Abe will see Iran's Supreme Leader Ayatollah Ali Khameini on Thursday.
The Japanese premier was seen as an interlocutor for Trump. Abe had just invited the American president to Japan last month and is in the process of negotiating with him over economic issues as well.
Middle East peace is a must for Japan, which gets most of the oil fueling its economy from there. Recent threats from Iran to close off the Strait of Hormuz, the narrow mouth through which a third of all oil traded by sea passes, have raised concerns.
U.S. allies involved in operations in the Middle East appear uninterested in the increasingly bellicose rhetoric from the White House and Pentagon regarding Iran.
The looming threats to regional security could be seen just hours earlier in the attack on Abha. The Houthis said they launched a cruise missile at the Saudi airport while the kingdom said 26 people were hurt.
At least one Yemeni and one Indian national were among those injured in the attack, which al-Turki said struck the airport's arrivals hall between 2 a.m. and 3 a.m. State television later showed pictures of damage to a roof and debris on the airport's tarmac, though it made a point to also show live footage from the airport of passengers queuing up to catch flights.
Though there were no fatalities, it was the largest number of civilians to be wounded in Saudi Arabia as a result of an attack by the rebels since the start of the Saudi-led war in Yemen more than four years ago.
The Houthis have previously used ballistic missiles to target the Saudi capital, Riyadh, and the airport there. More recently, they have launched bomb-laden drones targeting a key oil pipeline and the southwest city of Khamis Mushait.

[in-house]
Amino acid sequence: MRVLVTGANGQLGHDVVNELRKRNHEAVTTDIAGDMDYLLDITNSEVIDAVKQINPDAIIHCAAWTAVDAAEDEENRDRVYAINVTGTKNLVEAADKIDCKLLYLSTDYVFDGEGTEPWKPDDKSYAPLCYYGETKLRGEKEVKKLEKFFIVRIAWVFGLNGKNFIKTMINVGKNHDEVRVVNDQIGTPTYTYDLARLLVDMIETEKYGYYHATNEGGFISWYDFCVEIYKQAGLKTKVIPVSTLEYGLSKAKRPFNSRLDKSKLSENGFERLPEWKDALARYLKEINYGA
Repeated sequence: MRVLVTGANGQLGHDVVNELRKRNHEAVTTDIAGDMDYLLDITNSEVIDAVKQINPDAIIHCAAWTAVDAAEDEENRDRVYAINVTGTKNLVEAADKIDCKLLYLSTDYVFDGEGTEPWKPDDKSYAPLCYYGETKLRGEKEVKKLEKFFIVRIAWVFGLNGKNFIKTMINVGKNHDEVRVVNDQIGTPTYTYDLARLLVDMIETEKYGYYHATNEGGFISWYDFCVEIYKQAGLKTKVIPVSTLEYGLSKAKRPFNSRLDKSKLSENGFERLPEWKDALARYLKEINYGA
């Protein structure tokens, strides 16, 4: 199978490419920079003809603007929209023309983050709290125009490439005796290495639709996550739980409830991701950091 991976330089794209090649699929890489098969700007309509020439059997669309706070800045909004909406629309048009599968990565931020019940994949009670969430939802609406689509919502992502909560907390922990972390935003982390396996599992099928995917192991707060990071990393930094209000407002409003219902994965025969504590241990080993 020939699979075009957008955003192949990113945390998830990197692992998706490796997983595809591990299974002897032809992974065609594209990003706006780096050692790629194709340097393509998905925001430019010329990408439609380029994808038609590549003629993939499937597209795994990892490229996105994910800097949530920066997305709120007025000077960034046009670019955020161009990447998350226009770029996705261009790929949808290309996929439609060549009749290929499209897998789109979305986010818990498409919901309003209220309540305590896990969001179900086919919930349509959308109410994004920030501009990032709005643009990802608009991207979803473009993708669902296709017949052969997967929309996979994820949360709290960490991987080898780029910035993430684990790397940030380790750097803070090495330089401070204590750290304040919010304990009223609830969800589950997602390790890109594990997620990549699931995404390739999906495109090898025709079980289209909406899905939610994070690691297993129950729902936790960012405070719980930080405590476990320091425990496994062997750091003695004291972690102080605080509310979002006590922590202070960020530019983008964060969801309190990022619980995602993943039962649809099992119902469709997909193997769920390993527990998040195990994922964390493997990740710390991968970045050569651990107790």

A Houthi spokesman, Mohammed Abdel-Salam, said Wednesday's attack was in response to Saudi Arabia's "continued aggression and blockade on Yemen."
Iran's nuclear deal, reached in 2015 by China, Russia, France, Germany, the United Kingdom and the U.S., saw Tehran agree to limit its enrichment of uranium in exchange for the lifting of crippling sanctions. Western powers feared Iran's atomic program could allow it to build nuclear weapons, although Iran long has insisted its program was for peaceful purposes.
In withdrawing from the deal last year, Trump pointed to the accord not limiting Iran's ballistic missile program and not addressing what American officials describe as Tehran's malign influence across the wider Middle East. Those who struck the deal at the time described it as a building block toward further negotiations with Iran, whose Islamic government has had a tense relationship with America since the 1979 takeover of the U.S. Embassy in Tehran and subsequent hostage crisis.
Already, Iran says it quadrupled its production of low-enriched uranium. Meanwhile, U.S. sanctions have cut off opportunities for Iran to trade its excess uranium and heavy water abroad, putting Tehran on course to violate terms of the nuclear deal regardless.
Batrawy and Gambrell reported from Dubai, United Arab Emirates. Associated Press writers Mari Yamaguchi in Tokyo and Samy Magdy in Cairo contributed to this report.